Australia's natural heritage includes lands that are reserved in parks and other places, both listed and unlisted. Although the ongoing addition of examples of the full range of ecosystems within each of the 85 bioregions to the National Reserve System is important, broader considerations such as conservation of geological sites, ecosystems and habitats and a national whole-of-landscape approach to natural heritage protection will foster values-based management and build resilience. Environmental conditions across the continent are highly variable, so selection of places for listing or reservation should consider individual place values as well as wider landscapes and ecosystems. Major barriers to a genuinely representative reserve system include scarce remnants of some ecosystems, the economic value of land that can be used for other purposes and political will. The current National Reserve System target of 10% is commendable (but yet to be achieved), but there are strong arguments that a greater sample of the natural environment should fall within reserved protected lands or be recognised as heritage, irrespective of tenure.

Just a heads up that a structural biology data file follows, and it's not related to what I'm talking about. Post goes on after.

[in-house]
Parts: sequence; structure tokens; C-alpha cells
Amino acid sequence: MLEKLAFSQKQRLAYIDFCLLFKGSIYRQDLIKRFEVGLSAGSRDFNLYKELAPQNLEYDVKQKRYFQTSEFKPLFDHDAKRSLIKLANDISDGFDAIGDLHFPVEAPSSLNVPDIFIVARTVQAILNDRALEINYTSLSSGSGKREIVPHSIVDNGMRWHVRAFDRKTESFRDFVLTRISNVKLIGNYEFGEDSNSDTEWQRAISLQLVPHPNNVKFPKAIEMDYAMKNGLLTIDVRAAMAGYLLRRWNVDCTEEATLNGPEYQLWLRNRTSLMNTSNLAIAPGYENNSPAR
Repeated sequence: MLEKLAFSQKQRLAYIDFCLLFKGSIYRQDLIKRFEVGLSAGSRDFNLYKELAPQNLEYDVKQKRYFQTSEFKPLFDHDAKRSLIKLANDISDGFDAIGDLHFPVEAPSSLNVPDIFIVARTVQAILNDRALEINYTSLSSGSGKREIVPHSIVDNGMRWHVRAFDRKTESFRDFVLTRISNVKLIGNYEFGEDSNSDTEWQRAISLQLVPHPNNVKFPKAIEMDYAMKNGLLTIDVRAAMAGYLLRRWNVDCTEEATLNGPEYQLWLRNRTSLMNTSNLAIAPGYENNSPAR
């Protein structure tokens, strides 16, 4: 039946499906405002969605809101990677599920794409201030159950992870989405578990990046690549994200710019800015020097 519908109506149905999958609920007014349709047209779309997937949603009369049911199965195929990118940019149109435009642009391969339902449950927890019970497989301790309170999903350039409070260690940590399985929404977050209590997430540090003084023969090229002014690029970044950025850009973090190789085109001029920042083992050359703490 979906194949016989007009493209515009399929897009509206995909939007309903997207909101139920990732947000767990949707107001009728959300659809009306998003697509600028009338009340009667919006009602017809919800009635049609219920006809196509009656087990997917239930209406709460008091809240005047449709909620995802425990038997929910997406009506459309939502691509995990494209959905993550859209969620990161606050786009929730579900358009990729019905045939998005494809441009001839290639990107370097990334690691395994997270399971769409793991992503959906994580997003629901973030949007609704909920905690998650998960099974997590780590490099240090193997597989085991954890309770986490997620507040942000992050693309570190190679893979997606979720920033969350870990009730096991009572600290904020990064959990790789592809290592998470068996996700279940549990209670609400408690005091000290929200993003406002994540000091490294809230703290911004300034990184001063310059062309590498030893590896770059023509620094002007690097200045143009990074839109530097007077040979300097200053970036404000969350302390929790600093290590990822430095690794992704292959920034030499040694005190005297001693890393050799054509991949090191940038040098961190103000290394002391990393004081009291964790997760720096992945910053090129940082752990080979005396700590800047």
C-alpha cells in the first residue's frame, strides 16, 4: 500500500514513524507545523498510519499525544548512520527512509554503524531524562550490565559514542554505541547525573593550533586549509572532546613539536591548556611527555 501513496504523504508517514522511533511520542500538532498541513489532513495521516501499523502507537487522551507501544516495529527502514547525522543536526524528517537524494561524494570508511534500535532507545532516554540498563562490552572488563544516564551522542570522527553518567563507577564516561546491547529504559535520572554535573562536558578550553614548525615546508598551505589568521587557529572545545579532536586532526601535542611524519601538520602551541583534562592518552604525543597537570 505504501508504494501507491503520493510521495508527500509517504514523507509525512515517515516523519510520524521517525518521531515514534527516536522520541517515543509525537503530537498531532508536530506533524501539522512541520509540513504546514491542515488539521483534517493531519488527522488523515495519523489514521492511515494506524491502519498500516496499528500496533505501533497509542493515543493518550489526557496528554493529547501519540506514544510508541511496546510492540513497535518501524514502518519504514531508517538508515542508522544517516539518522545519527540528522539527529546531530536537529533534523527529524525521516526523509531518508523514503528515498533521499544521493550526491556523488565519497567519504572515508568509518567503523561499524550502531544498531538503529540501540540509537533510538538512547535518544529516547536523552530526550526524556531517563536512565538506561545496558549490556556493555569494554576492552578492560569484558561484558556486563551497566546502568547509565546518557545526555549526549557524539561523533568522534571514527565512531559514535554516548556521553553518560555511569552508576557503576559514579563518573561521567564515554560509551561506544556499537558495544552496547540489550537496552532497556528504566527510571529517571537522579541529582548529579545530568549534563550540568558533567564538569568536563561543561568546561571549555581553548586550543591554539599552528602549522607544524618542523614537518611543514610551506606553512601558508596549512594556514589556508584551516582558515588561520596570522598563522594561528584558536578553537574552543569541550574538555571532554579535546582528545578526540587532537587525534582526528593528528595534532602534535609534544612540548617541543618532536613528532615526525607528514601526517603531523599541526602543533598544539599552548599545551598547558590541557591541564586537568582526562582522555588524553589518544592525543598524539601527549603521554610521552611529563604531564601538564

Habitat loss and invasive species represent major and continuing threats to natural heritage values. The landscape is changing metaphorically and literally. The outlook for habitats will depend on a combination of natural adaptive management and thoughtful intervention—the latter is highly dependent on proactive research and cooperation between scientists and managers. The situation is mixed in relation to invasive species. Some, like mimosa and cane toads, are well beyond eradication and can only be continually managed. Others, like myrtle rust and Phytophthera could respond to well-resourced eradication programs.
Natural heritage resources are also subject to continuing threats from a variety of external factors. These include inappropriate development on adjacent lands, impacts from over-visitation or inappropriate visitor behaviour, inadequate expertise and technical skills, and the perpetual problem of insufficient resources relative to expectations for managing land with natural heritage values. One potentially useful approach to this resourcing question is to place greater value on the ecosystem services of reserved lands and their role in carbon sequestration, water catchments and benefits to society (see Chapter 8: Biodiversity).